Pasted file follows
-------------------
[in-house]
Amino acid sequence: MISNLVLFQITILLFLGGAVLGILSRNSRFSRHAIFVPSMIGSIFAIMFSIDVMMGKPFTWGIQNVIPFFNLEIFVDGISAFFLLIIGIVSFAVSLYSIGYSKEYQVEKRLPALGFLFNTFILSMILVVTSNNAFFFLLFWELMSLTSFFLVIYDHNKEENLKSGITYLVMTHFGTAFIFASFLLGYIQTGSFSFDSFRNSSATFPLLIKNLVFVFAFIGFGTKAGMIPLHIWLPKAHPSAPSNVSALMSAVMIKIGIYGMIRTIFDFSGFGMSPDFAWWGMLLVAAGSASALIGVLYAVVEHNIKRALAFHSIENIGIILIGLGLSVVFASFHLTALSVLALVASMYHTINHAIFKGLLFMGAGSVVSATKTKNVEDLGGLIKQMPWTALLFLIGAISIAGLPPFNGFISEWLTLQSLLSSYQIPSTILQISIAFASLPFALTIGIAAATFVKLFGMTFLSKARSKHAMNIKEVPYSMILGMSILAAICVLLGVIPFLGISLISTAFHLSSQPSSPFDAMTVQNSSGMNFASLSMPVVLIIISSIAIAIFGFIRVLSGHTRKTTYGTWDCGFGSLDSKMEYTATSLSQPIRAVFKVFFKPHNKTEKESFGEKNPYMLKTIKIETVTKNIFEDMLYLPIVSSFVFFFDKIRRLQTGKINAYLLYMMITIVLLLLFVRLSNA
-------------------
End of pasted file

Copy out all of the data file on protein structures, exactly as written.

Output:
[in-house]
Amino acid sequence: MISNLVLFQITILLFLGGAVLGILSRNSRFSRHAIFVPSMIGSIFAIMFSIDVMMGKPFTWGIQNVIPFFNLEIFVDGISAFFLLIIGIVSFAVSLYSIGYSKEYQVEKRLPALGFLFNTFILSMILVVTSNNAFFFLLFWELMSLTSFFLVIYDHNKEENLKSGITYLVMTHFGTAFIFASFLLGYIQTGSFSFDSFRNSSATFPLLIKNLVFVFAFIGFGTKAGMIPLHIWLPKAHPSAPSNVSALMSAVMIKIGIYGMIRTIFDFSGFGMSPDFAWWGMLLVAAGSASALIGVLYAVVEHNIKRALAFHSIENIGIILIGLGLSVVFASFHLTALSVLALVASMYHTINHAIFKGLLFMGAGSVVSATKTKNVEDLGGLIKQMPWTALLFLIGAISIAGLPPFNGFISEWLTLQSLLSSYQIPSTILQISIAFASLPFALTIGIAAATFVKLFGMTFLSKARSKHAMNIKEVPYSMILGMSILAAICVLLGVIPFLGISLISTAFHLSSQPSSPFDAMTVQNSSGMNFASLSMPVVLIIISSIAIAIFGFIRVLSGHTRKTTYGTWDCGFGSLDSKMEYTATSLSQPIRAVFKVFFKPHNKTEKESFGEKNPYMLKTIKIETVTKNIFEDMLYLPIVSSFVFFFDKIRRLQTGKINAYLLYMMITIVLLLLFVRLSNA